Alright, so the images here are a bit fuzzy but what they show is a young Amelia Earhart (1897-1937) perched on top of the domed roof of Columbia’s Low Library.


Earhart attended Columbia University’s School of General Studies from 1919-1920 (and again, briefly, in the spring of 1925) intending to go on to medical school. Though discovering aviation shifted her career goals away from medicine, she did make full use of her time at Columbia to explore the campus.

In her memoir, The Fun of It, Earhart recalls: "I was familiar with all the forbidden underground passageways which connected the different buildings of the University.  I think I explored every nook and cranny possible. I have sat in the lap of the gilded statue which decorates the library steps, and I was probably the most frequent visitor on the top of the library dome. I mean the top".  (p. 22).



These pictures, taken in 1920 by Earhart’s college friend Louise De Schweinitz (1898-1997) (later Louise De Schweinitz Darrow, MD), prove that she wasn’t lying about her illicit explorations of the campus.  These images show Earhart on the top of Low Library with Morningside Heights spread out below her.

Clearly, even before she took her first flight, Earhart was already exploring her adventurous side (and proving she didn’t have a fear of heights)!


Royal Connections…

Jocelyn K. Wilk
Public Services Archivist

This past March, I was asked to entertain a group of visitors from The Royal Oak Foundation – the American supporters of The National Trust of England, Wales and Northern Ireland. The National Trust is one of the world’s largest and most progressive conservation organizations.

These guests were on campus for an architectural walking tour and it was thought that they might find a visit to the University Archives an interesting way to end their day.  For their entertainment, I directed them to a University Archives exhibit (“Alma Mater: Origins”) on display in the RBML’s Chang Octagon as well as some historical items related to Columbia’s British royal visitors which I pulled together, just for them, in the University Archives reading room. I figured if anyone was going to be intrigued by these royal ties, it would be The Royal Oak visitors!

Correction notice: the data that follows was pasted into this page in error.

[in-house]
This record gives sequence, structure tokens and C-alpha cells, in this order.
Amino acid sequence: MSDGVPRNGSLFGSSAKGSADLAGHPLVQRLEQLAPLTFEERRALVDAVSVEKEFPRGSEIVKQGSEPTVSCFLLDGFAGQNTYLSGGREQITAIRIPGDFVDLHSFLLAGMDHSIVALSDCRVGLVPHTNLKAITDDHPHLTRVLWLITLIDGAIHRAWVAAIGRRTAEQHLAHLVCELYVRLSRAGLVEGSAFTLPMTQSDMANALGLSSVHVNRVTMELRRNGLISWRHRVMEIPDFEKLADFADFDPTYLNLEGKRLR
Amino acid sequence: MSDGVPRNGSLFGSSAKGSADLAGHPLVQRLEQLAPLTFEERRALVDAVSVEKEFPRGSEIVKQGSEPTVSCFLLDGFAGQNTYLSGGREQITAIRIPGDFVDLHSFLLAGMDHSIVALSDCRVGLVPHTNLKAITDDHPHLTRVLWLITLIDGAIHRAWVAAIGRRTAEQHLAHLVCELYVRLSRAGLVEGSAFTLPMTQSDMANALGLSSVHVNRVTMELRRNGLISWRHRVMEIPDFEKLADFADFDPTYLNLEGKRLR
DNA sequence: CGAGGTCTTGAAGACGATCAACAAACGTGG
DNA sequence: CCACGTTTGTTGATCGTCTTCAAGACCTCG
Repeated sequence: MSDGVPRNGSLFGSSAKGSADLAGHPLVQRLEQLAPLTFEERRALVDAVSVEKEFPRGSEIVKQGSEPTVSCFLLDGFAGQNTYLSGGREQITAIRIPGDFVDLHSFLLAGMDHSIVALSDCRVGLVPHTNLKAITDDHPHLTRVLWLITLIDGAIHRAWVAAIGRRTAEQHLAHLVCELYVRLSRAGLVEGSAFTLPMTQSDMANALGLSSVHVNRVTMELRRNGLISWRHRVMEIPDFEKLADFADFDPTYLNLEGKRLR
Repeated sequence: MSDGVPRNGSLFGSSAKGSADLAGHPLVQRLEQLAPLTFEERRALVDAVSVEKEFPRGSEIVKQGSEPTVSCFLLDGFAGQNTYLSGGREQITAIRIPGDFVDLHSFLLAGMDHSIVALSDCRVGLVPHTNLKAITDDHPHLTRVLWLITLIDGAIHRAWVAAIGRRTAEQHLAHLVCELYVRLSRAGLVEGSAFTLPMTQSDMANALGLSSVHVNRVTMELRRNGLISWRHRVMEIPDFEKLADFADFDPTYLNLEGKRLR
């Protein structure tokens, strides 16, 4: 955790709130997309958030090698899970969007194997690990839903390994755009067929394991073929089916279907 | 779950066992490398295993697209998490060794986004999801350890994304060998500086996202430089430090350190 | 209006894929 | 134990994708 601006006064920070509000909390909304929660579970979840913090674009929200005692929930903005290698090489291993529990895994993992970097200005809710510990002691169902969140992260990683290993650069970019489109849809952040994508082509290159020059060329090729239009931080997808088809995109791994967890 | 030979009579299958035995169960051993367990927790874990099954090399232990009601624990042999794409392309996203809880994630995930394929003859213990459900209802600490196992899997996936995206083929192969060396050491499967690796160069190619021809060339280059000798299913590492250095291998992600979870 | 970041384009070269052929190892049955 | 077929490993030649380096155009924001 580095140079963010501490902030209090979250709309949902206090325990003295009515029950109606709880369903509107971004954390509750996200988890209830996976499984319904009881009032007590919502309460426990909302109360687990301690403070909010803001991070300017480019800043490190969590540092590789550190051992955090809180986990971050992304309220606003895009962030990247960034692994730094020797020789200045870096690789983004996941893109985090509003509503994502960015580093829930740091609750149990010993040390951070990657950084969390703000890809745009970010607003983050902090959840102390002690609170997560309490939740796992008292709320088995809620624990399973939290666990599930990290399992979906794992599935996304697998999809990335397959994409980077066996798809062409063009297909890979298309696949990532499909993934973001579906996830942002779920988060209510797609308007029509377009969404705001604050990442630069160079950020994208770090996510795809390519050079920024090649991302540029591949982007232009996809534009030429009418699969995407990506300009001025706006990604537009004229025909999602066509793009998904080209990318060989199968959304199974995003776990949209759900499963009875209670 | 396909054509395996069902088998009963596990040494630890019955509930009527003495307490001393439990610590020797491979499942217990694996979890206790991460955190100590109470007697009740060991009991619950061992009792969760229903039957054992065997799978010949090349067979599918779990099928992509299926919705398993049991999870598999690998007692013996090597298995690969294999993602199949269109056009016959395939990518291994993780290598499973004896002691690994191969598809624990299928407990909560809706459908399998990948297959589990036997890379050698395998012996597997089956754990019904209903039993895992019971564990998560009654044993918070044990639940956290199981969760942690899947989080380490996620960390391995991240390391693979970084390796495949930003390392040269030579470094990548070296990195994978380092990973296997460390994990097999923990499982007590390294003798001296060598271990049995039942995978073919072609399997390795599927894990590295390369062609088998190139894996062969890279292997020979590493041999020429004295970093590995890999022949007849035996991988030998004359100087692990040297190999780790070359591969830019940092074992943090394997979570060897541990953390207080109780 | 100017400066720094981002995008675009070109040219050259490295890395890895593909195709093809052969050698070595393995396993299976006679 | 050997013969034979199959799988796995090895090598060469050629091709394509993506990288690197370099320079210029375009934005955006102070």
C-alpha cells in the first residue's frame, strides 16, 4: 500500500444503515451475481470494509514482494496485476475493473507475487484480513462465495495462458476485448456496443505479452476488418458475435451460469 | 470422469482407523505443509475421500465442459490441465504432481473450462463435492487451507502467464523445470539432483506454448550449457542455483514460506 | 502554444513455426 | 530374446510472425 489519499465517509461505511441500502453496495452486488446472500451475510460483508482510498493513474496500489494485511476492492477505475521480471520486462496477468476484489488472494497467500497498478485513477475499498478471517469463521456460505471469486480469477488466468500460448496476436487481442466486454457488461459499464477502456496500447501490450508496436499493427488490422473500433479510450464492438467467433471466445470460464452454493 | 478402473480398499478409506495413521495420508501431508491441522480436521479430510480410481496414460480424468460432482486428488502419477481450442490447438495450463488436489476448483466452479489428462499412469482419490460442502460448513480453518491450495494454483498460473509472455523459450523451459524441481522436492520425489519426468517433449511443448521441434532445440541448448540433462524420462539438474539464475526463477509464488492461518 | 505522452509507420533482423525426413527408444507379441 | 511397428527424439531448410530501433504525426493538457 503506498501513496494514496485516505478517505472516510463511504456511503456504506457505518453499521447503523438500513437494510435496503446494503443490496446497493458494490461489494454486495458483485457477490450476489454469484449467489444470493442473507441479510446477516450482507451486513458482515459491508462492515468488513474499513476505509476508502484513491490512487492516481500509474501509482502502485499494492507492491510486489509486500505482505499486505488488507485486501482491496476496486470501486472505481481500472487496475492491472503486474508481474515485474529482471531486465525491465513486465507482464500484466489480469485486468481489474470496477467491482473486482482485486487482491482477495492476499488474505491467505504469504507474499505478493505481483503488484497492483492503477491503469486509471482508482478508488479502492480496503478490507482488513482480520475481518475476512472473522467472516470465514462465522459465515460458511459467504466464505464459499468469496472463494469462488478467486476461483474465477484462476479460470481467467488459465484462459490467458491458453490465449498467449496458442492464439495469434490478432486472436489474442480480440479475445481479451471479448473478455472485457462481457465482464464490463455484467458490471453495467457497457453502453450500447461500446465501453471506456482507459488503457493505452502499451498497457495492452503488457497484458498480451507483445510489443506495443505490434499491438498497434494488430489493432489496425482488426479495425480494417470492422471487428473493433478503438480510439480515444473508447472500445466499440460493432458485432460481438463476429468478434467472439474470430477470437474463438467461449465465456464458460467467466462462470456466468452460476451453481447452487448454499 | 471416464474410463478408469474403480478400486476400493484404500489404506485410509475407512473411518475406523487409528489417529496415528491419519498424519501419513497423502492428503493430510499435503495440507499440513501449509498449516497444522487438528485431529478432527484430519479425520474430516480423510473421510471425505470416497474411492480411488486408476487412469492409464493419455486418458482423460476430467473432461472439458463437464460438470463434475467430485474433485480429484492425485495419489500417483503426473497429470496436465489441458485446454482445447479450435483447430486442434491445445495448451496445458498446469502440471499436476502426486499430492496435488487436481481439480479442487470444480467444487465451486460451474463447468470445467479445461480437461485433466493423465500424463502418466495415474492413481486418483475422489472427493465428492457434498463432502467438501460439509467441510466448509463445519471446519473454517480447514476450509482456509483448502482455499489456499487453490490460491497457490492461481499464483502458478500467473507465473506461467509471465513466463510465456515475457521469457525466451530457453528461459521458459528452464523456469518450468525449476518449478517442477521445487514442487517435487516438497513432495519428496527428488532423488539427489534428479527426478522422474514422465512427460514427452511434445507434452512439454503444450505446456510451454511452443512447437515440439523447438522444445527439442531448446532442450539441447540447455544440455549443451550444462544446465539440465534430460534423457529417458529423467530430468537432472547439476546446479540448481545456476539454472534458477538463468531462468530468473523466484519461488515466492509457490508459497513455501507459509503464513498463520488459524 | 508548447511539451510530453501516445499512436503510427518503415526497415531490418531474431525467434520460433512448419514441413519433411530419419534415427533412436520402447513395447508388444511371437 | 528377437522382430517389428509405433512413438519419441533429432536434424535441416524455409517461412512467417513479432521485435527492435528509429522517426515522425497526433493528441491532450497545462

I decided to display items related to two events: the June 10, 1939 visit of King George VI and Queen Elizabeth (better know today as the "Queen Mother”) and the Queen Mother’s honorary degree which was awarded to her on October 31, 1954 as part of Columbia University’s bicentennial celebrations. As I gathered up the usual array of photographs, arm bands, pins, programs, and invitations related to the 1939 event, I decided to also check the Trustee Minutes for 1939. I had never looked in them for anything related to this royal visit and I was very glad I decided to this time!

 In the April 3, 1939 minutes I found a transcription of a letter dated March 30, 1939 that was sent to President Nicholas Murray Butler from George T. Summerlin in the State Department’s Division of Protocol. In the middle of explaining the upcoming royal visit and all that would entail I saw a paragraph which, in light of the recent movie The King’s Speech, suddenly held much interest:

“For your confidential information, the King, on account of the impediment in his speech, should not be expected to make an address.  If any talking pictures are taken, the President suggests that you and the King move your lips but that the King should not speak.”

Before the movie came out this past winter I had never known about King George VI’s speech impediment and suddenly, right in front of my eyes, there was a direct reference to it sitting in the Columbia University Trustee minutes all this time!

Just goes to show, you never know what you’ll find in the archives until you start digging around.

 Queen Elizabeth, King Edward VI and President Nicholas Murray Butler

(left to right)  Queen Elizabeth, King George VI, and President Nicholas Murray Butler walking across the Low Library Plaza.